This is the equivalent of doing something for the sole reason that your mother or father did it that way. That is, to a large degree, an enormous component of human psychology. I wrote sometime ago about why so many people feel it should be required to teach cursive writing in school when it has little practical use in the modern world, particularly when it takes so much time from other, more useful, subjects.

We do many, many things simply because they have been done that way in the past. It’s not necessarily wrong to do something the same as it’s always been done, but it is important to examine what you are doing, why you are doing it, and the results generated therein. The fact that it’s been done a certain way for a hundred years or more has no bearing on whether or not you should continue to do it. True though this may be, it is not something most people are willing to accept.

If it was good enough for my father than it’s good enough for me. Wrong. If it’s good, then it’s good. If it’s not, then it’s not. Sometimes something that worked well in the past just isn’t useful today. Sometimes it was awful back then and it remains awful now. We must take the time to examine why we are doing things and the results generated from doing so.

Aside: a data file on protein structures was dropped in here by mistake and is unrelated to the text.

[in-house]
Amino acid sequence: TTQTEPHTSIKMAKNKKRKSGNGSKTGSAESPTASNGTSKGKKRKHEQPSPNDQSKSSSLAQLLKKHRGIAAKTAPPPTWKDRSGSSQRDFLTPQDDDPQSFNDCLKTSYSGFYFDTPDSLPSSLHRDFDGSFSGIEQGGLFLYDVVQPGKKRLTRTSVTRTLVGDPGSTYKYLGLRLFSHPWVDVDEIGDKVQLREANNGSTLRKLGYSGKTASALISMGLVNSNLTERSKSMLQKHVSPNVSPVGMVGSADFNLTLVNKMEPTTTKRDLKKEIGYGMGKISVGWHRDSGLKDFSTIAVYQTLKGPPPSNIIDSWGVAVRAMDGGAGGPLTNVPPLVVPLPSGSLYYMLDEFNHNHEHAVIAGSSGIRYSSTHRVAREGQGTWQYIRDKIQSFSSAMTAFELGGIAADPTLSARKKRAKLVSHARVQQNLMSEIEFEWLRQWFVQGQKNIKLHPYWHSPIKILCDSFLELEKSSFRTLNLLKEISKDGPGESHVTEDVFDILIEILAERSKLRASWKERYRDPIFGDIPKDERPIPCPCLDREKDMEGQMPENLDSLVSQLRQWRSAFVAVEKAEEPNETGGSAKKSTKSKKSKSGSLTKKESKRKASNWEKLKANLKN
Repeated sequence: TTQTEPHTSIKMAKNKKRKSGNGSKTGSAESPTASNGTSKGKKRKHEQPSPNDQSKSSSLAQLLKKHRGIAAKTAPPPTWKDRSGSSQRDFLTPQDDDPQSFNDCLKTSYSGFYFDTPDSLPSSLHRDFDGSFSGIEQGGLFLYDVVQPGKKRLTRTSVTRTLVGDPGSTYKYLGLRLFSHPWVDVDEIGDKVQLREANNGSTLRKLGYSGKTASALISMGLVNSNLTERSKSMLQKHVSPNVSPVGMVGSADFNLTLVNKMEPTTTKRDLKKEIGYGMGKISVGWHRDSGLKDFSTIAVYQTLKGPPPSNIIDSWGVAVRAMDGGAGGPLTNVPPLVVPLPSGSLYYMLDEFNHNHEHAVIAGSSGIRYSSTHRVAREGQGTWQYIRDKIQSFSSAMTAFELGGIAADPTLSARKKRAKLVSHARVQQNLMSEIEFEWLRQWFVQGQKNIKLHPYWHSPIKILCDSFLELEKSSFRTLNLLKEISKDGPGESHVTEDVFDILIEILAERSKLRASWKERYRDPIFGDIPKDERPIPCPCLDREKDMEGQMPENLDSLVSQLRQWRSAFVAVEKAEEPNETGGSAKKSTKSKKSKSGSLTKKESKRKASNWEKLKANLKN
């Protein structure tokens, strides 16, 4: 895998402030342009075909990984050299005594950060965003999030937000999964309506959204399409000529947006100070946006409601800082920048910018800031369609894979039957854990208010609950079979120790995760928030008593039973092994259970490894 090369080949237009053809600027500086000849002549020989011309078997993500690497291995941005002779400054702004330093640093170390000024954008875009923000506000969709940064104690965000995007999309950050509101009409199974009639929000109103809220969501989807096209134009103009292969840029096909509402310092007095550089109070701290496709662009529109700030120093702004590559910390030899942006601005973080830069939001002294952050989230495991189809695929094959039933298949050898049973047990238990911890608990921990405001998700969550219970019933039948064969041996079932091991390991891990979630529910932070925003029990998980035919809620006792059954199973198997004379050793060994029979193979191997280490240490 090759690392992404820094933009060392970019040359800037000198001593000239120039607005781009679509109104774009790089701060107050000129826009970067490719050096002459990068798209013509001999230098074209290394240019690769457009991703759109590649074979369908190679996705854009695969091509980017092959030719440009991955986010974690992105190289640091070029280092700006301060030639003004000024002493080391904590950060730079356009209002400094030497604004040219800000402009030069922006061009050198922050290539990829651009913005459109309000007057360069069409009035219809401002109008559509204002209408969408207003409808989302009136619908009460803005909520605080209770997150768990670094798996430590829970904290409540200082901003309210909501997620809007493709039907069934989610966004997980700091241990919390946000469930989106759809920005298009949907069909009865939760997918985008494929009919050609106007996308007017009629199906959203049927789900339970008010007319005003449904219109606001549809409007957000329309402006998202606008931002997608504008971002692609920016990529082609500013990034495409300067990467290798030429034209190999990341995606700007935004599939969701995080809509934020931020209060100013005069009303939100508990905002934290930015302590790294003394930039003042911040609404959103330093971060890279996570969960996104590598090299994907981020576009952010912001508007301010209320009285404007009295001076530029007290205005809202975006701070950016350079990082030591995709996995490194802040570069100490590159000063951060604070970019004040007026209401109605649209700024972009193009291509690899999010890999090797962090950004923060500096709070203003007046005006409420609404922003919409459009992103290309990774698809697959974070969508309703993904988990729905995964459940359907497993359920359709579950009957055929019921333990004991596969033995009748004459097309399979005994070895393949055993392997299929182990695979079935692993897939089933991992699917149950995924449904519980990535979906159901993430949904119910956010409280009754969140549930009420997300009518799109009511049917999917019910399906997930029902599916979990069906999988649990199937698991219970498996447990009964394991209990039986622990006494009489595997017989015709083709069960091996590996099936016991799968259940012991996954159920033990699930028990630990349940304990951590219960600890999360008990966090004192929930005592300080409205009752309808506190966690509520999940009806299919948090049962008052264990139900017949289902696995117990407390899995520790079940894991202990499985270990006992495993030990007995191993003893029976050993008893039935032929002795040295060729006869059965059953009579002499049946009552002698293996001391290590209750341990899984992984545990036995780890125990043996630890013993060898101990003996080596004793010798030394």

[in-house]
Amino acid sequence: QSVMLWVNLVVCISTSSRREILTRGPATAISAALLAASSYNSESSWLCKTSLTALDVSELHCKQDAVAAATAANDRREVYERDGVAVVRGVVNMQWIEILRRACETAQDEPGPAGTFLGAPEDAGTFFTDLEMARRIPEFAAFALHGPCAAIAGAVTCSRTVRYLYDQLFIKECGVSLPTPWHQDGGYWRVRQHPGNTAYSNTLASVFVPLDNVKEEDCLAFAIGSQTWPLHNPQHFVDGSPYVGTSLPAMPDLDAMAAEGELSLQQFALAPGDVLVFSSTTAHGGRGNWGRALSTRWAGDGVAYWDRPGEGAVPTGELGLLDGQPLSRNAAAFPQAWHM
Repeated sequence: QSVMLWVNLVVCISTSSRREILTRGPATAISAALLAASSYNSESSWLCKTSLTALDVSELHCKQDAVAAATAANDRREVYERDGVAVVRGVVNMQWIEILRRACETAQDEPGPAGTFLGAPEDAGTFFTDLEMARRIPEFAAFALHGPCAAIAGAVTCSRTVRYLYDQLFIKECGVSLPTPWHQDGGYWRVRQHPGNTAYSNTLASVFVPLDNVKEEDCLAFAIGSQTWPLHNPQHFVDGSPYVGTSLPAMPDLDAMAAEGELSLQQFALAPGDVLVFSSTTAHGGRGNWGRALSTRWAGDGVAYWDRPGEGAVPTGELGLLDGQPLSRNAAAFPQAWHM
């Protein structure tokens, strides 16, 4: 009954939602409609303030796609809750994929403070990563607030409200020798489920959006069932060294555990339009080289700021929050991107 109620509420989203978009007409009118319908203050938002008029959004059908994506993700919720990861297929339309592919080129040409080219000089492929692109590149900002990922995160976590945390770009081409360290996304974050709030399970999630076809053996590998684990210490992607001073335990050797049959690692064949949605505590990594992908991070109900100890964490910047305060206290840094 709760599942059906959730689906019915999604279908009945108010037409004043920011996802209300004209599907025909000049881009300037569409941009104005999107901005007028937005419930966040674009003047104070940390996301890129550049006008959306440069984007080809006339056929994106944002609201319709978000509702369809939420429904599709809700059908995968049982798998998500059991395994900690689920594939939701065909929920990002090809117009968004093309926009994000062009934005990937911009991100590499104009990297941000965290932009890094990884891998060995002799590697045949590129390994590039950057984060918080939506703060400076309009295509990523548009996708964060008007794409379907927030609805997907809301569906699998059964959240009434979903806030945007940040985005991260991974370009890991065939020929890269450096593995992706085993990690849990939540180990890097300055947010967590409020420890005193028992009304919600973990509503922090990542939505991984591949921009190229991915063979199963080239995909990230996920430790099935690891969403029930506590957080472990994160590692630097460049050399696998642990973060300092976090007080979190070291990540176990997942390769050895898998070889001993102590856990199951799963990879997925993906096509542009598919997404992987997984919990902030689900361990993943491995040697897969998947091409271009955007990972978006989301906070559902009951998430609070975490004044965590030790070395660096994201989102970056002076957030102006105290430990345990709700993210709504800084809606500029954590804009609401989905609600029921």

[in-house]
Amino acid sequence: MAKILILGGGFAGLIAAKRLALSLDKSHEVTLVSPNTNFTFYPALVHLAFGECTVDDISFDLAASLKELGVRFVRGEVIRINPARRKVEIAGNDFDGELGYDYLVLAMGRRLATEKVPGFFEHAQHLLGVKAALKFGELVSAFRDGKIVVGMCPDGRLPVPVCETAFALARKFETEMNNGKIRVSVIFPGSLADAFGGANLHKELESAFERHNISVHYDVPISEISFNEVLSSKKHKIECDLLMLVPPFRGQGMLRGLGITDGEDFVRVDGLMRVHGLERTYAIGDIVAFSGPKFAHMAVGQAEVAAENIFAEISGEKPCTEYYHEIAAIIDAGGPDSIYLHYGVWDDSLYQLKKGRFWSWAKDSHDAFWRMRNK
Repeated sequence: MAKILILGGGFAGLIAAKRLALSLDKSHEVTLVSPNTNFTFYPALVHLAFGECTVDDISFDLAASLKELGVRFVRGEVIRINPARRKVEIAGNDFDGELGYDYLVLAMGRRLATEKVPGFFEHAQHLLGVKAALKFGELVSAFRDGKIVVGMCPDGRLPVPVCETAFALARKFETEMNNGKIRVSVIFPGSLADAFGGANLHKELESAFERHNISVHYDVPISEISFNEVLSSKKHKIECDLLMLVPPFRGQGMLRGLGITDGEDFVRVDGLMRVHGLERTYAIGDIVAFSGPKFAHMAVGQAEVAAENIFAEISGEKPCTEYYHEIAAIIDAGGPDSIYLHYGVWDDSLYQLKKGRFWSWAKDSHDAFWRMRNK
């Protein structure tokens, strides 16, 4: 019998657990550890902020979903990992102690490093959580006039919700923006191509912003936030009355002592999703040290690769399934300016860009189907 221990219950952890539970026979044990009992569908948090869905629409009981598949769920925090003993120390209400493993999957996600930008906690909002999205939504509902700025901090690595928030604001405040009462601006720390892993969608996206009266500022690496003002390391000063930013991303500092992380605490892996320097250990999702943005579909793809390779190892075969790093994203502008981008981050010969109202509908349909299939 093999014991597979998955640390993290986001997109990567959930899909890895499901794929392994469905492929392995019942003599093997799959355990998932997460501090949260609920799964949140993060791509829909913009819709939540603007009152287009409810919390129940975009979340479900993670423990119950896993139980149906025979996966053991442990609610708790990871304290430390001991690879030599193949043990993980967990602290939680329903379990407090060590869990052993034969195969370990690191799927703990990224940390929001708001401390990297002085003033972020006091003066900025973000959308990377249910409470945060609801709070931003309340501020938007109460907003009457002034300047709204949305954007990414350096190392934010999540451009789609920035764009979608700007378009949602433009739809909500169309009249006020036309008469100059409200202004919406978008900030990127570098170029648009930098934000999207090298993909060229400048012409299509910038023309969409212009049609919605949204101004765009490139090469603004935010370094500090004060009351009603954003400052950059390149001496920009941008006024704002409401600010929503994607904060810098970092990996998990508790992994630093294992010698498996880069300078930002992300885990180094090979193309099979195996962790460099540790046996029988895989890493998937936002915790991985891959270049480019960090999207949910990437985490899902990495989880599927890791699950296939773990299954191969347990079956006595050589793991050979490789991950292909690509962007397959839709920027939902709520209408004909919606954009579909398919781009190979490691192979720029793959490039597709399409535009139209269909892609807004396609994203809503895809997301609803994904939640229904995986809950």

The fact that U.S. Navy finally got around to fixing this is a good thing. The fact that it took a century to do it is a lesson for us all. Just because mom did it that way doesn’t mean you should as well.

Tom Liberman

Welfarm and the Demise of the Family Farmer

Family Farmer

I just read an article written by a family farmer, Jim Goodman, who recently sold his herd of forty-five cows because economic conditions made continuing untenable. The article laments the steady demise of the family farmer in the United States and the growth of both factory farms and what the writer calls Land Barons. These are wealthy individuals who purchase smaller farms but don’t actually work on them, they own them simply as investments. While I feel sorry for Goodman, I won’t shed a tear for a group of people who vote for the bed they sleep in with unwavering devotion.

Let me explain. Welfarm caused this entire mess and Goodman acknowledges all the factors that caused the problem without once accepting the slightest bit of responsibility for it. Goodman contradicts himself in almost every paragraph. He blames ineffective government subsidies, apparently wanting more, when it is this very Welfarm that caused the oversupply he so passionately understands is the root of the issue.

The United States has a system of government that includes the Senate. The Senate doesn’t care about population. There are two senators per state and this gives rural states disproportionate power in Congress. This power has been used since the 1970s to expand a policy of get big or get out. Those who own small farms eagerly and continuously voted for politicians who perpetuated this policy as they handed out enormous sums of money to the family farmer. I need say no more than Ethanol and cheese although there are many, many more examples of this strategy.